At the southernmost tip of Norway is the mysterious ancient landscape of the Lista Peninsula, frequently hidden beneath a thin veil of ocean mist. I’ve spent many summers here, but a few months ago, I encountered the Lista landscape in late autumn: even more atmospheric then.
Lista through history and beyond
The Lista landscape is packed with dramatic history. The rugged coastline has been shaped through millions of years –
– and people have lived here for at least 4000 years.
Bronze Age rock carvings at Pennefeltet
Not a bad vista our Bronze Age ancestors had here:
View from Pennefeltet
The Piracy Era – legalised robbery
As I’m sure you know, the English have had a few famous (or infamous, depending on whom you ask) pirates through the ages. Some even had letters of marques from the king, making it legal to hijack Portuguese and Spanish ships. But did you know Norway did the same to England?
In the early 19th century, during the Gunboat War (Britain vs. Denmark-Norway), British ships were fair game. The King’s representative in Southern Norway issued kaperbrev (letters of marque), legalising – perhaps even encouraging – the hijacking of British ships. An estimated 400 British merchant ships were seized.
You may wonder what British ships were doing up here in the first place. Why, looking for trees, of course. British trees simply weren’t tall enough, or sturdy enough, to be used for masts and other materials needed for the war ships.
The hijackers lived in the picturesque villages along the coast here at Lista:
Many Lista locals travelled to the USA in the early 1900s. Short-term emigrants, they returned home after a few years. Some did several stints, some practically commuted between Lista and the USA.
They brought a bit of America with them: there’s Brooklyn Square, a shop called Trunken selling American odds and ends: Mac&Cheese, Peanut butter chocolates, Root Beer, that sort of thing. There’s an American diner as well, with an apartment upstairs furnished in 1950s Brooklyn style. Every June, there’s an American festival, with parades, American cars, eating competitions and other fun stuff.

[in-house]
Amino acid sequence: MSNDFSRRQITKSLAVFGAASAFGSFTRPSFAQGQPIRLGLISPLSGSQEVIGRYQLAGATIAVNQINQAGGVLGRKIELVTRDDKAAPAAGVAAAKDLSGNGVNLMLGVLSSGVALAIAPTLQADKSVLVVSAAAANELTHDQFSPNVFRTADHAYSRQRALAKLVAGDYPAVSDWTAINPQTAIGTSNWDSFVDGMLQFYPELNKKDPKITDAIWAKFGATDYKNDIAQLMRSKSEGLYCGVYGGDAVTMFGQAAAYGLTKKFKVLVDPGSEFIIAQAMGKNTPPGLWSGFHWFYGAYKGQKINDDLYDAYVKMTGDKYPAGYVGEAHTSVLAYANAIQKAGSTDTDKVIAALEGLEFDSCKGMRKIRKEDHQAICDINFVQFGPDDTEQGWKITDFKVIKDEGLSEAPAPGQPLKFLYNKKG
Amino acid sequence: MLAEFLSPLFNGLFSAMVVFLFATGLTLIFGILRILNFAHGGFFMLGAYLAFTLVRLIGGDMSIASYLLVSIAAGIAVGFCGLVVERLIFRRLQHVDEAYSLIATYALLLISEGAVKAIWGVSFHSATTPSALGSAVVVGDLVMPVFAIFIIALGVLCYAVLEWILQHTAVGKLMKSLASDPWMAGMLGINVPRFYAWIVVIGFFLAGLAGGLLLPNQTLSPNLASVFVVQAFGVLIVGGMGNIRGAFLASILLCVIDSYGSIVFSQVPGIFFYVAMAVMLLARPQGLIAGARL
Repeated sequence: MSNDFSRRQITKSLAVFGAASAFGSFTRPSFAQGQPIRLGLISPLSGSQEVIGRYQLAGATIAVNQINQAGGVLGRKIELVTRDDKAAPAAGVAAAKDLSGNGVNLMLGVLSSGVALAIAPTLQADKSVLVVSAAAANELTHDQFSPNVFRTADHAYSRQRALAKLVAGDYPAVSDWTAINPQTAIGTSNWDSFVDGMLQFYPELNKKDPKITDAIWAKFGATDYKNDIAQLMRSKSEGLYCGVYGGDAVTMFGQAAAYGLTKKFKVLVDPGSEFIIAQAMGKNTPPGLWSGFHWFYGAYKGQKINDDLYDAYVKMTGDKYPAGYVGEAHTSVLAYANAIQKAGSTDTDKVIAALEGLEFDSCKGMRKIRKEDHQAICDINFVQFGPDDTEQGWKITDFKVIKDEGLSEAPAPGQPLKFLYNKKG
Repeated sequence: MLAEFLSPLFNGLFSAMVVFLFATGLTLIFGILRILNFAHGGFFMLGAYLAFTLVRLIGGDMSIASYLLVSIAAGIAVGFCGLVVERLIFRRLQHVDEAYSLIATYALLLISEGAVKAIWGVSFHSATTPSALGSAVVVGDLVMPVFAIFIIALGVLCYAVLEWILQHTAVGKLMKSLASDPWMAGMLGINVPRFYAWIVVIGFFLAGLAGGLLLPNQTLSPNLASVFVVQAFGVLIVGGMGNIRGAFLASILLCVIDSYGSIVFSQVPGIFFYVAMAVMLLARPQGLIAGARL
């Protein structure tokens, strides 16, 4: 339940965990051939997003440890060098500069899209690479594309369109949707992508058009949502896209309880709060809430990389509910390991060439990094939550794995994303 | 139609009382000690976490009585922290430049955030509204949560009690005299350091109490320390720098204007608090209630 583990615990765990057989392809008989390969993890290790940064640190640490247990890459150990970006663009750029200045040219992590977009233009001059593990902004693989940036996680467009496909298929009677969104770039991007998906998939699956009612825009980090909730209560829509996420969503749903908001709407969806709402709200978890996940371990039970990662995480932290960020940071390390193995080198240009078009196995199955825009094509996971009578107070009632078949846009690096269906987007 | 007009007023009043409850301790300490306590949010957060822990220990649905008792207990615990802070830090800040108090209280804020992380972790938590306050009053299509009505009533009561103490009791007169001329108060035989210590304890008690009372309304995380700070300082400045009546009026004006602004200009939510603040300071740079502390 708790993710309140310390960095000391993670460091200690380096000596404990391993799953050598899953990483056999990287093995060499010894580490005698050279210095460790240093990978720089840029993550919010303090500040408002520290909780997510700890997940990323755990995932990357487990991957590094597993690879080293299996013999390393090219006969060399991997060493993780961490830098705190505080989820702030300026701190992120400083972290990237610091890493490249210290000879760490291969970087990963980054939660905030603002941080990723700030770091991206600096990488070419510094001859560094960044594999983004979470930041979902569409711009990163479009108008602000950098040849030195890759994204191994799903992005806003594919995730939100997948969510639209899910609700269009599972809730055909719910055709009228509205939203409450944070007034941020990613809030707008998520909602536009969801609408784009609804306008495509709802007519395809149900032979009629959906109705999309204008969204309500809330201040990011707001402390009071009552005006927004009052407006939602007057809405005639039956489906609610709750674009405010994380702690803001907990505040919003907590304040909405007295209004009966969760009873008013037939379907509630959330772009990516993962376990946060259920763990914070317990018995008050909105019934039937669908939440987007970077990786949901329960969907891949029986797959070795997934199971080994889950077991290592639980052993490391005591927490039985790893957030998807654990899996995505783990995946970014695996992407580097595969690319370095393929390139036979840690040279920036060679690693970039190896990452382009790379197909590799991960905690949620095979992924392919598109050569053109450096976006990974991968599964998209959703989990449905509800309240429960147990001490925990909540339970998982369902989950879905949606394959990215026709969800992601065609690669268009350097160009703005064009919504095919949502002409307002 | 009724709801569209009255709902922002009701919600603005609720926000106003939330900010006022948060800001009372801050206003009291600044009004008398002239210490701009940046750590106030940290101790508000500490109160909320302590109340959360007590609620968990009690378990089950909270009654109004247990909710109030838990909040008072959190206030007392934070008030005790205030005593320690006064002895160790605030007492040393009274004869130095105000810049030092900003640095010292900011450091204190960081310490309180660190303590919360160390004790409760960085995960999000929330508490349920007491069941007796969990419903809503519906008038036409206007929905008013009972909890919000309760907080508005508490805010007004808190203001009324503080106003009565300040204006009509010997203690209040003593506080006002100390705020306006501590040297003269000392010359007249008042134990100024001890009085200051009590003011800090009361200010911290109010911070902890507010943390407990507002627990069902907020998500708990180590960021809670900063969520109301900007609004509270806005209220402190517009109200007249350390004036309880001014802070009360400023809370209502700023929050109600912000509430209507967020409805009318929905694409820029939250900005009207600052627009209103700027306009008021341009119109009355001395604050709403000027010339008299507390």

8th Avenue Bar and Supper Club
Lista lighthouse – windy, weird and wonderful
The weather-beaten Lista landscape has a lighthouse, of course. Now, you know I like unusual sleeps, so I was happy to spend a night here last summer. We stayed in a flat next door and had our own key to the lighthouse to use as we wanted; a windy, weird and wonderful place to explore at midnight.
Views from Lista lighthouse – day and night:
The Lista landscape at Jøllestø
My favourite part of Lista is Jøllestø, a tiny settlement with the characteristic windswept landscape, rough seas –
– and the Expresso Bar, a cafe/library/flotsam museum operated by kids during the summer.
I’ll leave you with a few more images of Jøllestø.
Nature does all the work 🙂
We’ve not been to Norway or anywhere in Scandinavia, but your photos have piqued my interest. Lista looks like a beautiful place to start exploring Norway, although I guess we would have to enter Norway further north?
Depends where you’re arriving from. There’s an airport (and a ferry terminal) in Kristiansand in the south, so if you’re coming from Amsterdam or London or Copenhagen, at least, that’s the nearest entry point.
That’s good to know, thanks Anne.
Lista looks like such a picturesque little village. That little bit of American culture there is completely unexpected. It’s so cool that you had keys to the lighthouse so you could go in whenever you wanted. Now, you’re having me longing to stay there, too.
It’s an experience I’d happily repeat, Michele.
Sophie, I’ve actually been to Lista and found it such a curious, but gorgeous place to visit! Great post!
Well said: curious and gorgeous.
Seems like a close-knit community although I would go just to stay in the lighthouse!
I loved staying there.
I had to consult a map to place Lista and discover that I’ve been in the area several time. Must have been the sickening ferry crossings from Hirtshals to Kristiansand that made me forget the peaceful beauty of the landscape.
Yeah, can be a bit of weather on that crossing.
Lista is new to me – and I think the hijackers were onto something. If you need your American food fix, it seems to be the place to go as well. I’ve only stayed in (beside) a lighthouse once – such a great experience and the landscapes are always in the wild side.
Great hikes to be had in southern Norway too, Leigh.
Beautiful scenery. It’s hard to believe that they high jacked the British ships. That’s a new piece of history for me.
Those beautiful pictures remind me of a visit to a country that’s so beautiful and lovable, Norway.
BTW, Lista has got a very interesting history. Thanks for sharing it.
Happy to hear you enjoyed your visit here 🙂
I LOVE the contrast of the red and orange against the moody dark skies…
There’s definitely something about autumn, brings out colours in a different way than in pretty summer sunshine.